4. I once had an acting bit in a movie with both Bruce Willis (one of my favorite actors) and Julia Roberts.
5. I once broke some ribs while boxing a guy in the ring.
6. I once pushed my brother over a waterfall in a wheel barrow. It's amazing how well wheel barrows float...and how fast they sink when full of water.
7. I once ate piranhas for breakfast.

I'm willing to expand any of these stories that might seem too remarkable to believe.

I know you're supposed to tag others to participate, but I just did that to my friends not too long ago, so I'm going to let this round end with me. Unless one of you volunteers...anyone?

Thursday, January 1, 2009

Purgatory Part II

This will be the final addition of Purgatory. Thank you for your comments all, and please let me know what you think of this.

Purgatory Part II

The cameraman held his fingers at Shara and began a countdown. “We go live in three, two…” his voice faded and he pointed at her with his finger.

“This is newswoman Shara Livingstone, reporting from Purgatory Prison, where Governor Cruz made a startling across the board amnesty declaration for all the prisoners held in Purgatory. In my last broadcast, I began interviewing some of the prisoners who have flatly refused to accept the pardon. I now continue with my interviews. Joining me is Cell Block Lieutenant Imp. Lieutenant, who is the man in the cell next door?”

Imp turned and faced the man cowering behind the bars. “Hey you, get up and come here.” He beat the bars wickedly. “This is one of our best prisoners.” A prisoner stood before them with tear-stained eyes. He refused to look at them and stared down at the floor.

“My name is Shara Livingstone and I want to know why you haven’t accepted the amnesty offered by the Governor.”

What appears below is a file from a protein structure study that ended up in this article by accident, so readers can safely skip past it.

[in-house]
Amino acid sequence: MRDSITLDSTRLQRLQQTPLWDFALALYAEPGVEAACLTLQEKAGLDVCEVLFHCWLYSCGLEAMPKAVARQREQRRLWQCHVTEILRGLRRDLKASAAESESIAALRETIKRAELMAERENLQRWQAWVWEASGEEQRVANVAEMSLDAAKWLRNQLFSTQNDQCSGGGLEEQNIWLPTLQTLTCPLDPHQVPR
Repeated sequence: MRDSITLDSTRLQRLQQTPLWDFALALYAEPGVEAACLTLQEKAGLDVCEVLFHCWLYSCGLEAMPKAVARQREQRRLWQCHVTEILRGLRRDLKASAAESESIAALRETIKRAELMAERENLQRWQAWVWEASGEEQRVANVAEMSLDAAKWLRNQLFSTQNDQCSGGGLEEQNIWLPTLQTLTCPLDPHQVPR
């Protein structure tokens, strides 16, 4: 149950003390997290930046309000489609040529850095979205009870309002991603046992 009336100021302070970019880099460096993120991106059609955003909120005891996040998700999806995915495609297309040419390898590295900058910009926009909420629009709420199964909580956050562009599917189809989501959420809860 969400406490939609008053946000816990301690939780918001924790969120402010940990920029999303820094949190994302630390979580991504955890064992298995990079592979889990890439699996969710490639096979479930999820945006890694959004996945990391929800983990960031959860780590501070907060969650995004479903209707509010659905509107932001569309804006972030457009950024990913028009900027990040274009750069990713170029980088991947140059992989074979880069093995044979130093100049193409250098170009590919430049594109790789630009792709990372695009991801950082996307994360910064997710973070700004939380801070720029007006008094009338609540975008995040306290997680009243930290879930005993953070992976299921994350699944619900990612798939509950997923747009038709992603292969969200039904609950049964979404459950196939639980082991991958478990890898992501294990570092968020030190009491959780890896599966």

“I don’t deserve any amnesty. I am a very bad person. I deserve to be in this cell.”

“It doesn’t really matter how bad you were. The Governor has chosen to forgive you.”

“I know, but I just don’t deserve it. You have no idea how bad I was. The Governor could never forgive my crimes. I want to stay here.”

“But the amnesty is all encompassing. None of you deserve it; it is a gift to you. Why don’t you accept this gift?”

“Well, I know that part of the requirements is that you have to turn away from a life of crime. I can’t do that. I am too bad. I don’t deserve to be set free. I’m just too bad.”

“Thank you for your time.” The prisoner sadly turned from the bars and heaved gasping cries of sorrow from deep within his chest. He crumpled down on the filth and wept bitterly. Shara watched him in amazement. “Lieutenant, who is in the next cell?”

“This joker is a nut case. The psychologist says that he is sane, but the guy just doesn’t make any sense.” A man was standing at the bars when she stopped in front of him. “How do you do?”

She politely nodded to him. “Sir, I have a few questions about your life here in the prison…”

“What prison?”